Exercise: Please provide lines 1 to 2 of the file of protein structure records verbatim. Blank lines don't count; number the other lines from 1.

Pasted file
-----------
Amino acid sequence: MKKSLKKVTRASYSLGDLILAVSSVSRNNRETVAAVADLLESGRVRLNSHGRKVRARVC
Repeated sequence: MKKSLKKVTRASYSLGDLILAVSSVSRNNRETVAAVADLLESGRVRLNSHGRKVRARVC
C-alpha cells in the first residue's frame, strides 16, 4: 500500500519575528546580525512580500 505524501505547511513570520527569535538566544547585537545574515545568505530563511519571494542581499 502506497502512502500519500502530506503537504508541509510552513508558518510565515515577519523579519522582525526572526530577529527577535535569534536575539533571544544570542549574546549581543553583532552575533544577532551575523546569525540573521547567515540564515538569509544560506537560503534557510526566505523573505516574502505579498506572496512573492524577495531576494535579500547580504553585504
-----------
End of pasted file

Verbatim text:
Amino acid sequence: MKKSLKKVTRASYSLGDLILAVSSVSRNNRETVAAVADLLESGRVRLNSHGRKVRARVC
Repeated sequence: MKKSLKKVTRASYSLGDLILAVSSVSRNNRETVAAVADLLESGRVRLNSHGRKVRARVC